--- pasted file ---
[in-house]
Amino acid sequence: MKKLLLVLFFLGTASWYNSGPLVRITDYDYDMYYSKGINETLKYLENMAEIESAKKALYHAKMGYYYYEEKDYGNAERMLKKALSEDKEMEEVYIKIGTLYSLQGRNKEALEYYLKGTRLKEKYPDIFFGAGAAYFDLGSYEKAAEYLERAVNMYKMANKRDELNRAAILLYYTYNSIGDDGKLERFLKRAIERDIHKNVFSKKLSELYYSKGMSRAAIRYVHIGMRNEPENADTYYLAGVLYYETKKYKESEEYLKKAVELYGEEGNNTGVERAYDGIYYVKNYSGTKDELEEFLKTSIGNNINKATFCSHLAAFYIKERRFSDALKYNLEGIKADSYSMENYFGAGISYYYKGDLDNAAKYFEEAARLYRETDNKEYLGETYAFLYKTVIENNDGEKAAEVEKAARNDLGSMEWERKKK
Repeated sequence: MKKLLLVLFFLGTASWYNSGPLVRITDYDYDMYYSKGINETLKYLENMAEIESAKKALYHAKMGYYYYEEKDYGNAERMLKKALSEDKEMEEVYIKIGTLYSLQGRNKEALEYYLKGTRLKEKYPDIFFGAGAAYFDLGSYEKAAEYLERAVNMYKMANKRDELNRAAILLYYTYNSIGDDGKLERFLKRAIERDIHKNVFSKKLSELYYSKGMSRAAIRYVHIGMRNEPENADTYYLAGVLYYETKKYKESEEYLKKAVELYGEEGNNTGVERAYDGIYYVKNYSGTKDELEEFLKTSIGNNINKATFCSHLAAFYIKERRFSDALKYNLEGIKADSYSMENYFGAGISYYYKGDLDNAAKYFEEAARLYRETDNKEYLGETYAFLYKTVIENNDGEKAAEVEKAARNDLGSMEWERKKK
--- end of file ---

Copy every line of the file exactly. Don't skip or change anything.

[in-house]
Amino acid sequence: MKKLLLVLFFLGTASWYNSGPLVRITDYDYDMYYSKGINETLKYLENMAEIESAKKALYHAKMGYYYYEEKDYGNAERMLKKALSEDKEMEEVYIKIGTLYSLQGRNKEALEYYLKGTRLKEKYPDIFFGAGAAYFDLGSYEKAAEYLERAVNMYKMANKRDELNRAAILLYYTYNSIGDDGKLERFLKRAIERDIHKNVFSKKLSELYYSKGMSRAAIRYVHIGMRNEPENADTYYLAGVLYYETKKYKESEEYLKKAVELYGEEGNNTGVERAYDGIYYVKNYSGTKDELEEFLKTSIGNNINKATFCSHLAAFYIKERRFSDALKYNLEGIKADSYSMENYFGAGISYYYKGDLDNAAKYFEEAARLYRETDNKEYLGETYAFLYKTVIENNDGEKAAEVEKAARNDLGSMEWERKKK
Repeated sequence: MKKLLLVLFFLGTASWYNSGPLVRITDYDYDMYYSKGINETLKYLENMAEIESAKKALYHAKMGYYYYEEKDYGNAERMLKKALSEDKEMEEVYIKIGTLYSLQGRNKEALEYYLKGTRLKEKYPDIFFGAGAAYFDLGSYEKAAEYLERAVNMYKMANKRDELNRAAILLYYTYNSIGDDGKLERFLKRAIERDIHKNVFSKKLSELYYSKGMSRAAIRYVHIGMRNEPENADTYYLAGVLYYETKKYKESEEYLKKAVELYGEEGNNTGVERAYDGIYYVKNYSGTKDELEEFLKTSIGNNINKATFCSHLAAFYIKERRFSDALKYNLEGIKADSYSMENYFGAGISYYYKGDLDNAAKYFEEAARLYRETDNKEYLGETYAFLYKTVIENNDGEKAAEVEKAARNDLGSMEWERKKK